However, saying things like the friendzone doesn't exist or that remaining platonic friends with someone who rejected you is a good thing, is wrong and misleading. In addition, guys who lament being in the friend zone are labeled as entitled to sex when they simply want an equal exchange of value. When women friend zone men, they are happy to accept favors, support, and general value from the men w/o offering any value in return under the pretense of friendship. Despite the fact that actual friendship requires equality and an even exchange of value. Often times they will coax this situation using their femininity, even subconsciously, to maximize value gained. But then turn around and label the man an entitled "nice guy" once he starts to realize he's being manipulated based on his attraction for them.

These are more so the points I was looking to debate. If I get no takers, maybe I will structure my opening differently.
Posted by philochristos 6 months ago
philochristos
I agree with brian.bors7. I think the missing part of your definition is the idea that once A is friends with B, there's no way out. In other words, B will NEVER be interested in anymore more with A.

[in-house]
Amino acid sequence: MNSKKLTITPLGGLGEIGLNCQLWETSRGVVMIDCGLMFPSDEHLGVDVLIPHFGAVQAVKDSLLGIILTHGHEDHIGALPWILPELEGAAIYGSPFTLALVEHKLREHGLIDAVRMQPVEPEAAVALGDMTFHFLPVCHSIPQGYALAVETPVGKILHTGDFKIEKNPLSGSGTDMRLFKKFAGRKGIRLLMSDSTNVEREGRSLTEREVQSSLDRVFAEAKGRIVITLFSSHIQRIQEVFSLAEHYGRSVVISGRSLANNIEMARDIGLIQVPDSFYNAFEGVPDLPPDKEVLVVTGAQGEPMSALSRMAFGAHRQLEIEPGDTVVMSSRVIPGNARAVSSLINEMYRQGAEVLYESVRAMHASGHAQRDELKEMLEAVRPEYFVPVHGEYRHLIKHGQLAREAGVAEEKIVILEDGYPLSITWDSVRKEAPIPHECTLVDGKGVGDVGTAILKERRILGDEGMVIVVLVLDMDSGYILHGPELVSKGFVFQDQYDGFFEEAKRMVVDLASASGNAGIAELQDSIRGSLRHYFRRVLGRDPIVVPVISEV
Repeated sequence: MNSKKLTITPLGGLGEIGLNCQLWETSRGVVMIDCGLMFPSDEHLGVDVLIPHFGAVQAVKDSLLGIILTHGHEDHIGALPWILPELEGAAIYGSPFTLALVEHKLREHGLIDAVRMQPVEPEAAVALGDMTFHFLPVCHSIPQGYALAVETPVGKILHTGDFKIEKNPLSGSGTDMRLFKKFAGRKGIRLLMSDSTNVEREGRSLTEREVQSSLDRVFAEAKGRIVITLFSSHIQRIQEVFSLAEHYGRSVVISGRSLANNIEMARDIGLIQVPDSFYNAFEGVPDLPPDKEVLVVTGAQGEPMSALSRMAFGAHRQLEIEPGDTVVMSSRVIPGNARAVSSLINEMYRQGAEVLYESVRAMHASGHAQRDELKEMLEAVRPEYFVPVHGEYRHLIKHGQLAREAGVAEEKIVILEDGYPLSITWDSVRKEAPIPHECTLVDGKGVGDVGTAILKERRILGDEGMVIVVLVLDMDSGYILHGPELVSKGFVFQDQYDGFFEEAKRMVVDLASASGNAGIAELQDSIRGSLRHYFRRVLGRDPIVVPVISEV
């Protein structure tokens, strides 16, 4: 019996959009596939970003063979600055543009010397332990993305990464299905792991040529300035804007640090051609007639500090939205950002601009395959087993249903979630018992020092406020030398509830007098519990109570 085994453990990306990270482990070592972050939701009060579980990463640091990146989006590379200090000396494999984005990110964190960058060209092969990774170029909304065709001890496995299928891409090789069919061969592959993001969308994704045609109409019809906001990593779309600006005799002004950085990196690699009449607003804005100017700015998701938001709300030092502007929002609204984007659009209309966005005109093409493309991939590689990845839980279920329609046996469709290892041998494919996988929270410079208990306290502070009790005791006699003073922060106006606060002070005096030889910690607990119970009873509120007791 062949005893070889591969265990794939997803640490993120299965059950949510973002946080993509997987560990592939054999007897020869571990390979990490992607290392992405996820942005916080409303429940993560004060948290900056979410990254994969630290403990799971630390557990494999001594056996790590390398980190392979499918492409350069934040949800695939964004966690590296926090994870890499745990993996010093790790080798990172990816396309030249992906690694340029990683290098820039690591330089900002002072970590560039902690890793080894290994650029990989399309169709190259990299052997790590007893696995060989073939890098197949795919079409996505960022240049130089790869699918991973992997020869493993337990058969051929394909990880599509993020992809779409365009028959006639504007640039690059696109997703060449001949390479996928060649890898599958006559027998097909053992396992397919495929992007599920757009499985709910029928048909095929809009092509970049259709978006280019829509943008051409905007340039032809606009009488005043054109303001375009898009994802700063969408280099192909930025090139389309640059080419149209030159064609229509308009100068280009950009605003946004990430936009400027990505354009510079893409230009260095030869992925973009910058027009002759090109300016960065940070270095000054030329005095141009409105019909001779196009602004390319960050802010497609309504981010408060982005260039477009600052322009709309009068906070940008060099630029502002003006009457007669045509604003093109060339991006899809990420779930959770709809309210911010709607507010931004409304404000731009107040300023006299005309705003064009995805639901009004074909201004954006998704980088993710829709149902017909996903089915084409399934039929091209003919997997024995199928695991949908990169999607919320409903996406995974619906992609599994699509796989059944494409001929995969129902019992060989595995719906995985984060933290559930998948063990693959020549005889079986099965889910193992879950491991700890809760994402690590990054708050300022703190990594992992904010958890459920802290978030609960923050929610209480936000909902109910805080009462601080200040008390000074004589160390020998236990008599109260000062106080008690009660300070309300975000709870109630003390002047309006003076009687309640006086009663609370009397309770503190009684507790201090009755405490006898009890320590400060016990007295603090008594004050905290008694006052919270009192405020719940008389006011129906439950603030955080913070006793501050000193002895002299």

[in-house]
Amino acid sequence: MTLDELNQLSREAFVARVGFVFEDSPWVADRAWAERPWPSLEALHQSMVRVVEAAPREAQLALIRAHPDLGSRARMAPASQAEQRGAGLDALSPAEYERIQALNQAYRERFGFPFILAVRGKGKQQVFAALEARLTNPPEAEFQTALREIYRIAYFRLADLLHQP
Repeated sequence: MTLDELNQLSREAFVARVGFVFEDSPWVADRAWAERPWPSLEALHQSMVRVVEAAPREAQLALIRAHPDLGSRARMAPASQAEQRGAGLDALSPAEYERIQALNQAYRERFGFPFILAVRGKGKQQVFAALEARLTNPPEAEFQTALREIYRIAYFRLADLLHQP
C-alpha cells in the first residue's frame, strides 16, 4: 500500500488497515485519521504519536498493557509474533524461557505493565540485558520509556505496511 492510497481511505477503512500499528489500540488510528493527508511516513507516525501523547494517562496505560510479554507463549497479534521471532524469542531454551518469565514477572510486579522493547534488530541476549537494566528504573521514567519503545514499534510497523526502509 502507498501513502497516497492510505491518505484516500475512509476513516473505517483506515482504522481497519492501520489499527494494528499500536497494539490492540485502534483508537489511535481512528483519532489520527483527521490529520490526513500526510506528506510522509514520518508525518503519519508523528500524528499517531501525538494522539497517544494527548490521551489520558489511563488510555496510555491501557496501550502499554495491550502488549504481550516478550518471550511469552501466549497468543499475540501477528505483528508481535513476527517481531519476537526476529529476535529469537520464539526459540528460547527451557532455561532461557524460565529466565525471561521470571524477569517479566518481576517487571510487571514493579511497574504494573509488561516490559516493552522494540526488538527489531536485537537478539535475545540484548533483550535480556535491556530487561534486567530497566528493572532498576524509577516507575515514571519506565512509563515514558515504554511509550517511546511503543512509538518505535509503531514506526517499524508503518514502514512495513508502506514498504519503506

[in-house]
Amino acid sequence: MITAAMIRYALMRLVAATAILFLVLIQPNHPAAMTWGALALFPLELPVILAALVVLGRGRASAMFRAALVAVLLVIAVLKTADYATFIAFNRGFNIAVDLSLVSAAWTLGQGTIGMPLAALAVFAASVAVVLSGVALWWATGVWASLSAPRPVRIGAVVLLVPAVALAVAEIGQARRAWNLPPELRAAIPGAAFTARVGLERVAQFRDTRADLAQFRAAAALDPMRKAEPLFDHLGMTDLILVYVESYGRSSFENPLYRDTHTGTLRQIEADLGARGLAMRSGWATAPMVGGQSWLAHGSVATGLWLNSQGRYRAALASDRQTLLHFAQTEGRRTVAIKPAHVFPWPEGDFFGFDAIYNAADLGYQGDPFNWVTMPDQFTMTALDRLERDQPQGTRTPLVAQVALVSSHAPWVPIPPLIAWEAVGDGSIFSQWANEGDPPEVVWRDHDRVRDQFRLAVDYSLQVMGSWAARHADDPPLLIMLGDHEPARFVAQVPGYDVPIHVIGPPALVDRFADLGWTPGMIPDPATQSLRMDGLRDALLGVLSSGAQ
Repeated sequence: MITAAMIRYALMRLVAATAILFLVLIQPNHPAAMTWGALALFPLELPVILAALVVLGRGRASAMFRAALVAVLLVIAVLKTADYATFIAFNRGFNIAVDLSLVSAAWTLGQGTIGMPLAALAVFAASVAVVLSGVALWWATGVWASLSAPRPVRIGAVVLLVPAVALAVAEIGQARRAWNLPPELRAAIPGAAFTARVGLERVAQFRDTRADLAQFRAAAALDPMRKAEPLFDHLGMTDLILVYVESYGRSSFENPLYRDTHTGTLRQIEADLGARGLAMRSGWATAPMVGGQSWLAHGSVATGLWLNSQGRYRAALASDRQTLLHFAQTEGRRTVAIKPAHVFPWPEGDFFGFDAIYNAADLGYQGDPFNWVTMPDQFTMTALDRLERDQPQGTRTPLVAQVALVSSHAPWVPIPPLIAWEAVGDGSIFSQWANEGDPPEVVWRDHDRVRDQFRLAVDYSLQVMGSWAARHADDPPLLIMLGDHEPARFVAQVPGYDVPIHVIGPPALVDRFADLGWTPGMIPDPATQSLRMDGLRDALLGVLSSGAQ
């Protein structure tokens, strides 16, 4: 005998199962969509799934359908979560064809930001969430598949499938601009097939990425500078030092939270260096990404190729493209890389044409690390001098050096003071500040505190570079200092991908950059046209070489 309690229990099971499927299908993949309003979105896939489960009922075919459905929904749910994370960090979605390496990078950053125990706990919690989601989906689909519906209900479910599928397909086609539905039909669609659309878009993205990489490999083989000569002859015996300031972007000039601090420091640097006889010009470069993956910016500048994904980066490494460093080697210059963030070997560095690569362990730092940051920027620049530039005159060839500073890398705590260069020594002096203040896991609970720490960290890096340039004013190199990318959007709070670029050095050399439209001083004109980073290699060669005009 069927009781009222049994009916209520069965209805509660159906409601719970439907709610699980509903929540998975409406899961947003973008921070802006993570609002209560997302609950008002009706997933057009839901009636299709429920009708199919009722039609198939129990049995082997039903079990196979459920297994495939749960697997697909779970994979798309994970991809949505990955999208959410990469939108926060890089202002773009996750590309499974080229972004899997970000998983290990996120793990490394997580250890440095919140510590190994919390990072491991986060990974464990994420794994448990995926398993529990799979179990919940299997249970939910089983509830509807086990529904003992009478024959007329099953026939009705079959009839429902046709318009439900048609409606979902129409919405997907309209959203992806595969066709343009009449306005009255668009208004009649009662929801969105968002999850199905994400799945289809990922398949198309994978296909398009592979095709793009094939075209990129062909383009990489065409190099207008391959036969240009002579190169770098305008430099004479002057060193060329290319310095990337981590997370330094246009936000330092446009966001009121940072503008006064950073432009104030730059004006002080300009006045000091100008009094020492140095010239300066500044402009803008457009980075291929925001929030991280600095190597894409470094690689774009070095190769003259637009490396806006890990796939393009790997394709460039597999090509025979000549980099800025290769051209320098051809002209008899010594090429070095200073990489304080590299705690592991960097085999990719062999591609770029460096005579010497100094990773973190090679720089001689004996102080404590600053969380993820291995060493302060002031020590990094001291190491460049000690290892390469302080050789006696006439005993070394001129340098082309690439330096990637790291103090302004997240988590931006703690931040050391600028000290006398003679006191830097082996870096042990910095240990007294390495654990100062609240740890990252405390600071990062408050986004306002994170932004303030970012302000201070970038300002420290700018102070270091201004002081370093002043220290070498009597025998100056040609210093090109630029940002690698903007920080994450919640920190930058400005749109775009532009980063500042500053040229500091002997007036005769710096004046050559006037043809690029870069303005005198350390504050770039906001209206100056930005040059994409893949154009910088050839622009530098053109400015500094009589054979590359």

I could be wrong, though.
Posted by brian.bors7 6 months ago
brian.bors7
"the fzone is any situation where person A is attracted to person B and would like a relationship more significant than friendship with them, but person B is only interested in a platonic friendship with person A."

I have never seen the existence of the fzone denied with that definition in use. I don't think the person you are trying to debate exists and if they do exist I think everybody would either recognize them as irrational or would not understand the implication of the different definition.

All the people saying "the friendzone doesn't exist" are using a different definition you are using.
Posted by Masterful 6 months ago
Masterful
Why do people make debates that would be an easy win for themselves...